Take A Day Trip To Porvoo

Take A Day Trip To Porvoo

Take A Day Trip To Porvoo

Take A Day Trip To Porvoo

Take A Day Trip To Porvoo

Take A Day Trip To Porvoo

Take A Day Trip To Porvoo

Take A Day Trip To Porvoo

Day Trip To Turku.

Turku is Finland's oldest town and was at one time the capital of Finland. You can get here from Helsinki by bus or train. It will take about two hours one way. Turku has an impressive castle dating from the thirteenth century and a large Lutheran Cathedral. Turku is located on the Aura River and the Baltic Sea.

Day Trip To Turku

Day Trip To Turku

Day Trip To Turku

Day Trip To Turku

Supermarkets: Eating In Helsinki.

If, like me, you find Helsinki rather overpriced and end up buying from the supermarket instead of always eating out, treat yourself to some sliced Finnish black bread and some maksa makkara sausage spread. This is what kept me alive in 1985/19­86 and it was still delicious last year. For dessert grab a punnet of fresh berries and life suddenly does not seem so bad.

Eating In Helsinki

Eating In Helsinki

Posted by irenevt 05:10 Archived in Finland Comments (0)

Stockholm, Sweden.

Wooden Buildings, Stockholm. - Stockholm

Wooden Buildings, Stockholm. - Stockholm

Stunning Stockholm.

Strangely enough I have been to Sweden four times, but have only ever visited Stockholm. If we return, we must try and venture to other parts of the country. Having said that though, Stockholm is very beautiful. It is a city of islands and water. My first visit to Stockholm was in November 1985. I was living and working in Helsinki and decided I would visit for the day. I kept delaying the trip as a Finnish friend kept saying she would come with me, but then could not make it. Eventually I gave up on her and went there alone. I took an overnight ferry from Helsinki to Stockholm; spent the day exploring the old town, I particularly remember the narrow old town lanes with tall buildings on each side, and took an overnight ferry back. I enjoyed the trip but felt there was more to see and that I would return and stay overnight.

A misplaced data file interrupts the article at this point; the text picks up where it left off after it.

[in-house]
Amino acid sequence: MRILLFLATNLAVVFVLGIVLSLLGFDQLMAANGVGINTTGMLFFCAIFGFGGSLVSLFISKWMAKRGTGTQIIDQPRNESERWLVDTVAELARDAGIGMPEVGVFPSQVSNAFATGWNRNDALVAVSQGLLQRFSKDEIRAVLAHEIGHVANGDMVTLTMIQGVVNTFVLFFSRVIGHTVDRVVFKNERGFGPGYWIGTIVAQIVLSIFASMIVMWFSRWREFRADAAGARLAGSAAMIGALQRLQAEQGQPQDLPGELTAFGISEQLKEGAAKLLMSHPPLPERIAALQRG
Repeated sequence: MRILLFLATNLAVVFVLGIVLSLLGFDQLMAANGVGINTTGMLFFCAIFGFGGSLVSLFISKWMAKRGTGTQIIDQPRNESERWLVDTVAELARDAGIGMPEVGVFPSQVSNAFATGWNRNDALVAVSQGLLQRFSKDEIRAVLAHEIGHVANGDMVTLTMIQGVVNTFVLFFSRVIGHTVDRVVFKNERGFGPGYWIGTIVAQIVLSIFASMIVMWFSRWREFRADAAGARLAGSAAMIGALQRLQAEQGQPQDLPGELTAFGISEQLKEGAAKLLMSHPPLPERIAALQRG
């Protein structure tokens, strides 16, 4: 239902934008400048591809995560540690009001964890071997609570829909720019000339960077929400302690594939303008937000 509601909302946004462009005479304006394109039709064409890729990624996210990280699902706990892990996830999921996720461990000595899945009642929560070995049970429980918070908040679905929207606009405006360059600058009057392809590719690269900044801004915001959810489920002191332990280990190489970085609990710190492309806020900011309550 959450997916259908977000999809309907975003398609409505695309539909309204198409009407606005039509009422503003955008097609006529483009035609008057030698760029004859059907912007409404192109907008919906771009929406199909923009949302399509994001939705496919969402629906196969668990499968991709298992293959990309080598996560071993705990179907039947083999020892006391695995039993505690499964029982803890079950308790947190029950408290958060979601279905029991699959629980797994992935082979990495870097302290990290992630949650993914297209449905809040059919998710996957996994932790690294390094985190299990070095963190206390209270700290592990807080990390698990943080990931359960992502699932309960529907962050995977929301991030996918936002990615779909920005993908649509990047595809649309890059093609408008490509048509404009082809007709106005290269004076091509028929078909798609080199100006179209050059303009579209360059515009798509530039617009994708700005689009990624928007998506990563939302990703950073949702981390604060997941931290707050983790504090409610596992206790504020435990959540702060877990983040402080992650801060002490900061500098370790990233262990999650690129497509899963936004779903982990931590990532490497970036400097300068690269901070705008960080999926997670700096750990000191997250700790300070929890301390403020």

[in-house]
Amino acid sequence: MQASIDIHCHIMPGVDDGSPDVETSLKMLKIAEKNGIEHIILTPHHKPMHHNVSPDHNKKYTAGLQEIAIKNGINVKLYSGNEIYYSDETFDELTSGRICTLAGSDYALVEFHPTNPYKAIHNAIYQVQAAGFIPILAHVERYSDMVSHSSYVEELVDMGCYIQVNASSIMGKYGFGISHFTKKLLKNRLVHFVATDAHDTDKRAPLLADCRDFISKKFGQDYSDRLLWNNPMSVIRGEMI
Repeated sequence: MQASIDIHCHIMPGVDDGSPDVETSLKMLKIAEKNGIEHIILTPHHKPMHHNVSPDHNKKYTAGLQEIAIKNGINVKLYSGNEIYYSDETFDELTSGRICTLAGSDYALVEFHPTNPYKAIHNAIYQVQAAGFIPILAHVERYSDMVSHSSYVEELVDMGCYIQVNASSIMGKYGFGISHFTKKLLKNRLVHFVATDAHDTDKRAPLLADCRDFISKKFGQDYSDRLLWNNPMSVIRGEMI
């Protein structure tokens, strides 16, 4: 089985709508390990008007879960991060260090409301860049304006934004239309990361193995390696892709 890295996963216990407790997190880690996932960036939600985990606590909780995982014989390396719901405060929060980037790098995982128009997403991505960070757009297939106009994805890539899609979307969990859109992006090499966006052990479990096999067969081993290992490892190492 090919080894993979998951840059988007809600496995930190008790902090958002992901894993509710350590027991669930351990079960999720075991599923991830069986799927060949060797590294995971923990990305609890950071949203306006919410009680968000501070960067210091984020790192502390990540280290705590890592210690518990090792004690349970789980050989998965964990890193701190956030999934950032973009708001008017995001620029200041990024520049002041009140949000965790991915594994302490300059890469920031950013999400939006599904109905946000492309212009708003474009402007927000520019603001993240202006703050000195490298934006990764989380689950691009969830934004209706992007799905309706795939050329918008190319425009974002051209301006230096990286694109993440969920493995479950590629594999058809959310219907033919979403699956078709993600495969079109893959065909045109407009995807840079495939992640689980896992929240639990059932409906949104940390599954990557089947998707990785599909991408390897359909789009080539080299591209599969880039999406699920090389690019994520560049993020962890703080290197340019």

On visit number two I did just that. It was February 1986. I sailed from Helsinki to Stockholm. The sea was frozen over and for the entire journey I could hear the ice breakers at the front of the ferry cutting their way through the ice. When I arrived I went in search of the Af Chapman Youth Hostel on a boat as someone had recommended that to me. The boat part was closed. I stayed in the building part of the youth hostel. The hostel is located on the Isle of Skeppsholmen. This time I visited the town hall, the old town and the museums island. On the museum island I wandered the skansen in the snow and had the place almost to myself. I also visited the extremely impressive Vasa Warship Museum. When I returned to Helsinki my employer was very upset and told me that Swedish Prime Minister, Olaf Palma, had just been assassinated. He died from a single gunshot as he walked home from the cinema with his wife around midnight on 28th February 1986. No-one has ever been charged with his murder.

Visit three was when my husband, then boyfriend, and I were leaving Finland by train. We returned to the UK via Stockholm, Elsinore, Copenhagen, Hamburg and Amsterdam. It was the first time I had been to Stockholm in the summer and the atmosphere was different with more people around and more outdoor activities going on.

Visit four was in 2009. We flew to Stockholm, spent a couple of nights. Then we flew to Vilnius, Lithuania, from where we took a bus to Riga, Latvia. From Riga we took a bus to Tallinn in Estonia. From Tallinn we took a ferry to Helsinki, Finland. In Stockholm we spent quite a lot of time at the city hall, then visited Riddarholmen, then Gamla Stan, Sodermalm, Djurgården museum island, and had a boat trip.